The Board agrees with the parties that document (1) can be regarded as the closest prior art. Document (1) describes a specific cross flow filtration, i.e. a uniform transmembrane pressure microfiltration, for obtaining high quality protein products from whey by removal of fat. The transmembrane pressure in document (1) is uniform and it also has a very small pressure difference as shown in figure 2, from which a pressure drop over the membrane area of about 0.25 bar can be estimated. This step is followed by an ultrafiltration step. (See page 6, lines 4 to 5, 34. to 35 and 86 to 88).

Document (1) does not however disclose an utrafiltration step prior to the microfiltration of the whey.

According to the respondent, a better fractionation of the whey product was achieved over document (1) by this ultrafiltration step prior to the microfiltration.

In order to demonstrate this effect, the respondent referred to an e-mail it received from the inventor stating that a sharper fractionation of the whey was achieved when an ultrafiltration step was performed prior to the microfiltration.

In that respect, the Board notes that the e-mail referred to by the respondent was not submitted during the procedure.

The Board also observes that the contested patent is silent about any particular effect linked to the use of an ultrafiltration step.

In fact, the complete passage dealing with utrafiltration step reads:

"According to the method of the invention it is possible to achieve operation periods of at least 20 hours with a constant capacity and constant passage of proteins by controlling the transmembrane pressure, which is of advantage if the whey for example is preconcentrated by ultrafiltration. The operation time for ultrafiltration is usually 20 hours."

From this disclosure, it is apparent that the preconcentration by utrafiltration is not a key feature as it is merely described as an optional feature.

Moreover, the advantage linked to this step can only be seen in that, as the microfiltration can be operated for as long as 20 hours before it is necessary to stop the process for cleaning the membrane, it is convenient to use ultrafiltration as means of preconcentration because it has the same operation time, so that both operations can be stopped for cleaning both filters at the same time.

The Board also observes that the only example of the application as originally filed showing the fractioning of the whey according to the patent in suit does not refer to any preconcentration step, and the claimed invention did not require such a step either.

Under these circumstances, in the absence of any further elements, the Board concludes that no particular effect can be taken into account as regard the fractionation of whey products for the use of the preconcentration step by utrafiltration prior to the microfiltration of the whey.

2.2.2. Accordingly, the problem to be solved by the subject- matter of claim 1 of the patent in suit as against document (1) can only be seen in the provision of an alternative process for obtaining high-quality protein products from whey.

2.2.3. This problem is solved by the process according to claim 1 of the contested patent by the use of a preconcentration step involving ultrafiltration prior to the microfiltration of the whey and, in the light of the description of the patent in suit, the Board is satisfied that it has been solved.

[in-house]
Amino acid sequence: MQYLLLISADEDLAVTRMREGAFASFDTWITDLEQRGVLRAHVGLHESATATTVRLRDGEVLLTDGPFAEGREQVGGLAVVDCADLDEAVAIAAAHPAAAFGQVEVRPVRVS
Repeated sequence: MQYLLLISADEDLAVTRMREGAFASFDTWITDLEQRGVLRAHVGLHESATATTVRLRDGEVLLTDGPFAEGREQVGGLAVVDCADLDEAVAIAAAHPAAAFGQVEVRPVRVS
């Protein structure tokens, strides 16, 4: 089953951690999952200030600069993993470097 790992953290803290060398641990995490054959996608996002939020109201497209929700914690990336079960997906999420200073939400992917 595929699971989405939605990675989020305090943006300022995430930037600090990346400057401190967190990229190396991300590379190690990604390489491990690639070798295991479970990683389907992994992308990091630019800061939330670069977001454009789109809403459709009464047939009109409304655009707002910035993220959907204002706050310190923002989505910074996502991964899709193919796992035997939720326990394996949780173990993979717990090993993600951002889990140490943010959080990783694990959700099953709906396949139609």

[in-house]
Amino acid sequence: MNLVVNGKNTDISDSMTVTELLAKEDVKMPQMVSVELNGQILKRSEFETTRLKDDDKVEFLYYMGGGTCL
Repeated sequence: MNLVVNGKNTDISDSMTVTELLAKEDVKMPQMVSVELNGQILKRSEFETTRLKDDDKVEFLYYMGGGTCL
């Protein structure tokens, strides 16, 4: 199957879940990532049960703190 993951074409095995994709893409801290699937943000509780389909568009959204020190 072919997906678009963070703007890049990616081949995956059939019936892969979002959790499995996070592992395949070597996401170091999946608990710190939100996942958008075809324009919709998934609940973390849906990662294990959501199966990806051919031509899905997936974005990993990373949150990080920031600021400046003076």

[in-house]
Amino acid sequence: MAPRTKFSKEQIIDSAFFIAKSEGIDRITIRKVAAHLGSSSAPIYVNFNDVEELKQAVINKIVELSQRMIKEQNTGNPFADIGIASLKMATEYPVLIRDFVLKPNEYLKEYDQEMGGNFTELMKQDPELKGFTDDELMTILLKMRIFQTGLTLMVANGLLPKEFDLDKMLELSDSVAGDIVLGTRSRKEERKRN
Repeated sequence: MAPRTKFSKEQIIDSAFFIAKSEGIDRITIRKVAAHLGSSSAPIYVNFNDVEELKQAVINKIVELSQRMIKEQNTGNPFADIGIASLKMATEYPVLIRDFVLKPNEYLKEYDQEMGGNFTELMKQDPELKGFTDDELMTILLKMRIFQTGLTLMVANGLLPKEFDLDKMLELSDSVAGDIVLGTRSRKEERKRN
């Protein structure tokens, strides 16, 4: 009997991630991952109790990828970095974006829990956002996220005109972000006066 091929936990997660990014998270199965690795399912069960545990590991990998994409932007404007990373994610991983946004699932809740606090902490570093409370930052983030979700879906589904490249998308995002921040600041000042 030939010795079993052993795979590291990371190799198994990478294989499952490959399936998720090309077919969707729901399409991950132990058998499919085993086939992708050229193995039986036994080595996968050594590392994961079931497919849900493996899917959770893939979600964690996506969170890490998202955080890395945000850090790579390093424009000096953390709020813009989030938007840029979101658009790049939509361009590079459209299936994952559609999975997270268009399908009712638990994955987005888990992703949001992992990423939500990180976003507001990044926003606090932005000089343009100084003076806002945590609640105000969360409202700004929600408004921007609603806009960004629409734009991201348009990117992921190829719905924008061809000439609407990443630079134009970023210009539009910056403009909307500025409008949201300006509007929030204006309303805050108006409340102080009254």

2.2.4. Thus, the question to be answered is whether the proposed solution, i.e. the use of a preconcentration step involving ultrafiltration prior to the microfiltration of the whey, would have been obvious to the skilled person faced with the problem defined above in the light of the prior art.

In that respect, document (1) also mentions an ultrafiltration step in the process for obtaining high- quality products from whey, which clearly shows that ultrafiltration is a well-known method in the art for eliminating water.

In its written submission and during the oral proceedings, the appellant and its expert submitted that, as the filters for microfiltration were much more expensive than the ones used for ultrafiltration, it was obvious for cost considerations to reduce the volume to be microfiltrated in order to increase the life time of the microfiltration membrane.

These considerations have not been contested by the respondent.

Accordingly, the Board is satisfied that the skilled person faced with the problem as defined above under 2.2.2. had at least one good reason to preconcentrate the whey prior to microfiltration.

As ultrafiltration is a known method to that end, the skilled person would end up with the subject-matter of the claimed process without inventive activity just by the juxtaposition of two known steps. In the absence of any particular effect, the ultrafiltration step appears indeed to be merely the result of an obvious choice within methods known in the prior art for reducing the volume to be filtrated.

As the respondent's argument that the ultrafiltration step leads to an improved fractionation of the whey products cannot be followed as discussed above (see 2.2.1) and since the mere fact that the combination of the two steps is not described in the prior art document is per se not enough to substantiate an inventive step, contrary the respondent's view, the Board can only conclude that the subject-matter of claim 1 does not involve an inventive step as required by Article 56 EPC.

Since claim 1 of the set of claims under consideration is not allowable, there is no need for the Board to consider the remaining claims.

3. First and second auxiliary requests

As no effect has been shown for the features introduced in the first and second auxiliary requests, respectively, and no further arguments have been submitted to substantiate an inventive step, the reasoning under 2.2, i.e. juxtaposition of known process steps, also holds good for these sets of claims.

ORDER

For these reasons it is decided that:

1. The decision under appeal is set aside.

2. The patent is revoked.